The experimental technique of ‘deep brain stimulation’ has improved the lives of patients with treatment-resistant depression, despite the ‘failure’ of a large clinical trial.
For some patients, drilling a hole in the skull and inserting an electrode into the 'sadness centre' of the brain offers relief from debilitating and otherwise treatment-resistant depression.
Exhaustion and burnout among physicians are growing problems.
The opening session of a meeting of neurologists focused on a problem plaguing doctors: burnout. Doctors are growing increasingly stressed, and it's affecting patients, too.
Autism has become a default consideration for any child who struggles socially, behaviourally, or with sensory stimuli.
There are several problems with the recently released guidelines for diagnosing autism. But the fundamental issue is that we're striving for diagnosis first, and help later.
Patients need to be at the centre of consultations about their treatment.
Men diagnosed with prostate cancer should be given all their options for treatment before they make a decision. In Australia today, this isn't the rule, but the exception.
Campers at Twitch and Shout, a camp for teenagers with Tourette, in Winder, Georgia, say goodbye in this 2014 file photo.
There's more to Tourette syndrome than swearing and shouting. Over the last several years, many life-altering treatments of this tic disorder have become available to patients and their families.
Epilepsy is a chronic disorder of the brain characterised by recurrent seizures.
Epilepsy affects around 70 million people globally, 80% live in developing countries. A shortage of specialists, equipment and drugs complicates effective treatment and management.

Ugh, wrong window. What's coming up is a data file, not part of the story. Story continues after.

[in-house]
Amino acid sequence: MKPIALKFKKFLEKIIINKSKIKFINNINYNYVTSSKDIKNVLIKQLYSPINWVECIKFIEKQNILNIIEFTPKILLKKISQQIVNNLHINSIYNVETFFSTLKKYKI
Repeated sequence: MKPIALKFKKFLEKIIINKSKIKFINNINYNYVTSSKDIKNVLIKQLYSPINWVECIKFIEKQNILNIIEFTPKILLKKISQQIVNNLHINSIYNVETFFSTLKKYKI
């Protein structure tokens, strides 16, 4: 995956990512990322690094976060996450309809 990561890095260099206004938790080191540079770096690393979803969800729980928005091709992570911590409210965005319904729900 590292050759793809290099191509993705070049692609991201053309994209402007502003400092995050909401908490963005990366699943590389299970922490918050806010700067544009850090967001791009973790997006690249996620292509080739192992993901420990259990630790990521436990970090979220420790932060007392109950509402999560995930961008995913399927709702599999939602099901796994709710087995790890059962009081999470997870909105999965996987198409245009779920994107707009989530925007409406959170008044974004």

The causes of motor neurone disease and schizophrenia have something important in common.
The brain’s structural network. The hubs of this network continue to develop during adolescence.
The human brain develops rapidly between the ages of 14 and 24.
Wes Mountain/The Conversation
The Conversation asked eight authors from across its sections to tell us about their favourite podcasts – and why you should tune in.
Little does this woman know what happens to her brain when she licks the ice cream.
It's a long, hot summer's day and you're looking forward to an ice cream. But within seconds of your first bite, you feel a headache coming on: a brain freeze. What's going on?
A paper was published and much discussed online recently, which demonstrates all the problems that I - and other critics - have with the way research is done and interpreted in the world of chiropractic…
Angelica Kauffmann, Self-portrait Hesitating between the Arts of Music and Painting, 1791.
Finding the art in science and investigating the science of art used to be common practise. At the turn of the 19th century the boundaries between academic disciplines hardened, but now new fields like neuroaesthetics are breaking down barriers.
People who believe their problems have biogenetic causes tend to opt for biomedical treatments.
Biological and genetic explanations of mental illness can weaken people’s sense of control and optimism, and create a bias against effective psychological interventions.
He’ll be manipulating your brain before too long.
It's been 60 years since first TV ad aired in the UK. What could the next 60 bring?
Epilepsy is one of the most common neurological conditions in the world.
Saying someone has epilepsy is a little like saying they're ill. Its cause can vary from a brain tumour to an inherited genetic condition, the consequence of injury or a disorder affecting the brain.
Oliver Sacks died of cancer this past week.
Sacks was able to communicate the fascinating workings of the brain in ways that evoked understanding and compassion.
We’re more likely to recall memories and information we’ve used frequently rather than those obtained at a particular age.
People with dementia judge the passage of time differently, and can access remote memories from many decades ago while being unable to remember events of the past few hours.
Your bones are cleverer, and more complex, than you might think.
The network of bone cells inside your skeleton rivals your brain in terms of complexity.
We need pain to provide a contrast for pleasure.
The idea that we can achieve happiness by maximising pleasure and minimising pain is both intuitive and popular. The truth is, however, very different.
The action of running “turns up” visual processing in mice, demonstrating how active movement and sensory processing in the…